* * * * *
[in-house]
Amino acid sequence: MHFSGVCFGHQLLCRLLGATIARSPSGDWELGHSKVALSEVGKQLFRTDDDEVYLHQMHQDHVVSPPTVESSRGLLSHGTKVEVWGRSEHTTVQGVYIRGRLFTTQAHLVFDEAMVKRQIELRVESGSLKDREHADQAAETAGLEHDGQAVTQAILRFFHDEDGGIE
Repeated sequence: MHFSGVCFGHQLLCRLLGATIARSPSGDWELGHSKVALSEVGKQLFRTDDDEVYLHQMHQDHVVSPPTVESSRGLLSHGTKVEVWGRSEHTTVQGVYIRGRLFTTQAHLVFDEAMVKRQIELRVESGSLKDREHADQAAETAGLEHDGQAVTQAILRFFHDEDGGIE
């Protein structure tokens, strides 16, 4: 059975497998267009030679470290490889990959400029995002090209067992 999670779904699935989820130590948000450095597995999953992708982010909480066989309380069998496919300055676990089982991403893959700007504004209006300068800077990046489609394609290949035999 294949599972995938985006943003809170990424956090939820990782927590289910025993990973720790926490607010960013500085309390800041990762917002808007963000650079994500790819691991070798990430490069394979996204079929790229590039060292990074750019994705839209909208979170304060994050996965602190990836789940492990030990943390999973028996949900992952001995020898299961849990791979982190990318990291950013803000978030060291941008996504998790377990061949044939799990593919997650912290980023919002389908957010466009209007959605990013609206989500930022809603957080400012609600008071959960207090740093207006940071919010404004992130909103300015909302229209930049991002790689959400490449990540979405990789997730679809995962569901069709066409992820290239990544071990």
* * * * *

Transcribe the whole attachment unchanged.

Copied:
[in-house]
Amino acid sequence: MHFSGVCFGHQLLCRLLGATIARSPSGDWELGHSKVALSEVGKQLFRTDDDEVYLHQMHQDHVVSPPTVESSRGLLSHGTKVEVWGRSEHTTVQGVYIRGRLFTTQAHLVFDEAMVKRQIELRVESGSLKDREHADQAAETAGLEHDGQAVTQAILRFFHDEDGGIE
Repeated sequence: MHFSGVCFGHQLLCRLLGATIARSPSGDWELGHSKVALSEVGKQLFRTDDDEVYLHQMHQDHVVSPPTVESSRGLLSHGTKVEVWGRSEHTTVQGVYIRGRLFTTQAHLVFDEAMVKRQIELRVESGSLKDREHADQAAETAGLEHDGQAVTQAILRFFHDEDGGIE
């Protein structure tokens, strides 16, 4: 059975497998267009030679470290490889990959400029995002090209067992 999670779904699935989820130590948000450095597995999953992708982010909480066989309380069998496919300055676990089982991403893959700007504004209006300068800077990046489609394609290949035999 294949599972995938985006943003809170990424956090939820990782927590289910025993990973720790926490607010960013500085309390800041990762917002808007963000650079994500790819691991070798990430490069394979996204079929790229590039060292990074750019994705839209909208979170304060994050996965602190990836789940492990030990943390999973028996949900992952001995020898299961849990791979982190990318990291950013803000978030060291941008996504998790377990061949044939799990593919997650912290980023919002389908957010466009209007959605990013609206989500930022809603957080400012609600008071959960207090740093207006940071919010404004992130909103300015909302229209930049991002790689959400490449990540979405990789997730679809995962569901069709066409992820290239990544071990």